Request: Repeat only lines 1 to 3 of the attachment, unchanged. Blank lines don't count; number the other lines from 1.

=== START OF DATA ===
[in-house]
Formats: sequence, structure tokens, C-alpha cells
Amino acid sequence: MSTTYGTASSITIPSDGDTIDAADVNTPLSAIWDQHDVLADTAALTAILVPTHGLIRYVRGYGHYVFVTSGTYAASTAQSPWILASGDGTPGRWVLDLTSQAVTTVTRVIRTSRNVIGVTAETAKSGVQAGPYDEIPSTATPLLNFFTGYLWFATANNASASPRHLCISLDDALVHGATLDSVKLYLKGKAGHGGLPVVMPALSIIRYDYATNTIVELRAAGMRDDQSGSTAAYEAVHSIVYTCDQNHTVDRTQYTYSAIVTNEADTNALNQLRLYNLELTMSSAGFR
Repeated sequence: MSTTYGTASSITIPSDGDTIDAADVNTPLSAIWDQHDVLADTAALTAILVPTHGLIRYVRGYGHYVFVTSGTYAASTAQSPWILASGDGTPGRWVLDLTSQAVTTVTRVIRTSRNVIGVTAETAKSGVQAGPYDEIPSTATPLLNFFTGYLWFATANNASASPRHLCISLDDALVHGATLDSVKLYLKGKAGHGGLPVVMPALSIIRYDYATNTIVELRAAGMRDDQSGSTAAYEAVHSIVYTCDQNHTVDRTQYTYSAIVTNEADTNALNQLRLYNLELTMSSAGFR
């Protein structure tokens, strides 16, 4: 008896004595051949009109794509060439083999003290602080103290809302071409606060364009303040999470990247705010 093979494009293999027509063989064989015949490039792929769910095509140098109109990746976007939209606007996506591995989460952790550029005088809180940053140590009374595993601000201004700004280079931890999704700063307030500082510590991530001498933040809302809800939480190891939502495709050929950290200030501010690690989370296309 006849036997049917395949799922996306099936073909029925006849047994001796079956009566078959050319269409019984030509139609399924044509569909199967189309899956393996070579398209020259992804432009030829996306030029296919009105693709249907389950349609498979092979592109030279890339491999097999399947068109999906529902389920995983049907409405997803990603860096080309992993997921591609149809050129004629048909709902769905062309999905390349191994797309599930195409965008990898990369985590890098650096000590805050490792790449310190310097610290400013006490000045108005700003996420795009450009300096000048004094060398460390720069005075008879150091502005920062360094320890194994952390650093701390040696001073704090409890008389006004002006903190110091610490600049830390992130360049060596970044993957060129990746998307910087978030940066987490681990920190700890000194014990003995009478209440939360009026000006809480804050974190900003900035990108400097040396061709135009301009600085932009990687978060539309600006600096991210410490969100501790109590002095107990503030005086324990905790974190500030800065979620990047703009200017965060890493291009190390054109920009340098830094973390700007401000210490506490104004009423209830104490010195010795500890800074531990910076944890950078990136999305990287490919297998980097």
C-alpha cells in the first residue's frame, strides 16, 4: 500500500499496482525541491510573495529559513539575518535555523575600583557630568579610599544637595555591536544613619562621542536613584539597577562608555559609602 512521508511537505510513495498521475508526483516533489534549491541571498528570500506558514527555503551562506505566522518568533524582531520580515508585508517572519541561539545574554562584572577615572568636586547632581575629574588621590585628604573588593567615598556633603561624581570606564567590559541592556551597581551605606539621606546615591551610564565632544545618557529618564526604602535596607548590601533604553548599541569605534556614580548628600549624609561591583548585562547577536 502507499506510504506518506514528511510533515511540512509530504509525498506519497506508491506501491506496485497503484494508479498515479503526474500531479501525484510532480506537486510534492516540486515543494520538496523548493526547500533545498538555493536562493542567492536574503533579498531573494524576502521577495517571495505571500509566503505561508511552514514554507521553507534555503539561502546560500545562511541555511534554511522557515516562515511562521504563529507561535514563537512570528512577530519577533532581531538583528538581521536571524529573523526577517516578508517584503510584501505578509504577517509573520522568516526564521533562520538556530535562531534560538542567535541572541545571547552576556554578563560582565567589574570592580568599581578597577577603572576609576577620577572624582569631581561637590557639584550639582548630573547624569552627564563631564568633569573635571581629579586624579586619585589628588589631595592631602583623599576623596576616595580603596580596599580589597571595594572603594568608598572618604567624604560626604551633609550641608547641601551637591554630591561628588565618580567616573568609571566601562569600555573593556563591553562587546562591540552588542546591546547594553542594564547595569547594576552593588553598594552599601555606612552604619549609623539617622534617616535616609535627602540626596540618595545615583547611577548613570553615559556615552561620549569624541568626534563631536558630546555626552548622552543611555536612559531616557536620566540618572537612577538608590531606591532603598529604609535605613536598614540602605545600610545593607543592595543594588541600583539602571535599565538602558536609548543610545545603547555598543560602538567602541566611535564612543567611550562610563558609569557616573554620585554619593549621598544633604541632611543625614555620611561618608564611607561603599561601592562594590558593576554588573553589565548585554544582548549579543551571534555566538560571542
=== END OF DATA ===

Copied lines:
[in-house]
Formats: sequence, structure tokens, C-alpha cells
Amino acid sequence: MSTTYGTASSITIPSDGDTIDAADVNTPLSAIWDQHDVLADTAALTAILVPTHGLIRYVRGYGHYVFVTSGTYAASTAQSPWILASGDGTPGRWVLDLTSQAVTTVTRVIRTSRNVIGVTAETAKSGVQAGPYDEIPSTATPLLNFFTGYLWFATANNASASPRHLCISLDDALVHGATLDSVKLYLKGKAGHGGLPVVMPALSIIRYDYATNTIVELRAAGMRDDQSGSTAAYEAVHSIVYTCDQNHTVDRTQYTYSAIVTNEADTNALNQLRLYNLELTMSSAGFR